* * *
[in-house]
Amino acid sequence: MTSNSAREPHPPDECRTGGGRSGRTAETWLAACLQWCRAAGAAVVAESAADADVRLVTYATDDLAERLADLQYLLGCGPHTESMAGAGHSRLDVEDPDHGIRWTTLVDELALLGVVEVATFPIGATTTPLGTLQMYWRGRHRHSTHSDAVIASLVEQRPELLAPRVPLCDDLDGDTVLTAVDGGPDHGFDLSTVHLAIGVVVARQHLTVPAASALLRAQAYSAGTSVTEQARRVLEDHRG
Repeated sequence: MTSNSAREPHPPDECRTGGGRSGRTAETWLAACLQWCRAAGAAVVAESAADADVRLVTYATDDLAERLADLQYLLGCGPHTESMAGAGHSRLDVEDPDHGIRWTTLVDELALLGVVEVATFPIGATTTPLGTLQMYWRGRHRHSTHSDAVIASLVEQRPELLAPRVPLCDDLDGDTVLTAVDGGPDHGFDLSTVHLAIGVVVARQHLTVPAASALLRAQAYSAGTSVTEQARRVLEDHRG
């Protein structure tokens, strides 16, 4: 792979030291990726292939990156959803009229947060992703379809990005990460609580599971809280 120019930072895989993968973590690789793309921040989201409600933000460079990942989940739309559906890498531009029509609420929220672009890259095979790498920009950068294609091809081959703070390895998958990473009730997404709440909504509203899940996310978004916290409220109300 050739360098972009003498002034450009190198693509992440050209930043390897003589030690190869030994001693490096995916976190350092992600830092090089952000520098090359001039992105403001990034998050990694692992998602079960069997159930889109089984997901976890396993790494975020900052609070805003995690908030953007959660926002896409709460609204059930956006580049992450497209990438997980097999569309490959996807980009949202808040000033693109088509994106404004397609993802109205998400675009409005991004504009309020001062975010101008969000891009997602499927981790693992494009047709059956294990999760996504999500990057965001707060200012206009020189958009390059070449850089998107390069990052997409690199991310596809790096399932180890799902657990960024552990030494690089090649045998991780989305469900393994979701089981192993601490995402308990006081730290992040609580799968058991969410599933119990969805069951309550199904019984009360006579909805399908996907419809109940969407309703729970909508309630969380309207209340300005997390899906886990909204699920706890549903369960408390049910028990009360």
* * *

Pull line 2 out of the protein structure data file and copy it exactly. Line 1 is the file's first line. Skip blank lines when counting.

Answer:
Amino acid sequence: MTSNSAREPHPPDECRTGGGRSGRTAETWLAACLQWCRAAGAAVVAESAADADVRLVTYATDDLAERLADLQYLLGCGPHTESMAGAGHSRLDVEDPDHGIRWTTLVDELALLGVVEVATFPIGATTTPLGTLQMYWRGRHRHSTHSDAVIASLVEQRPELLAPRVPLCDDLDGDTVLTAVDGGPDHGFDLSTVHLAIGVVVARQHLTVPAASALLRAQAYSAGTSVTEQARRVLEDHRG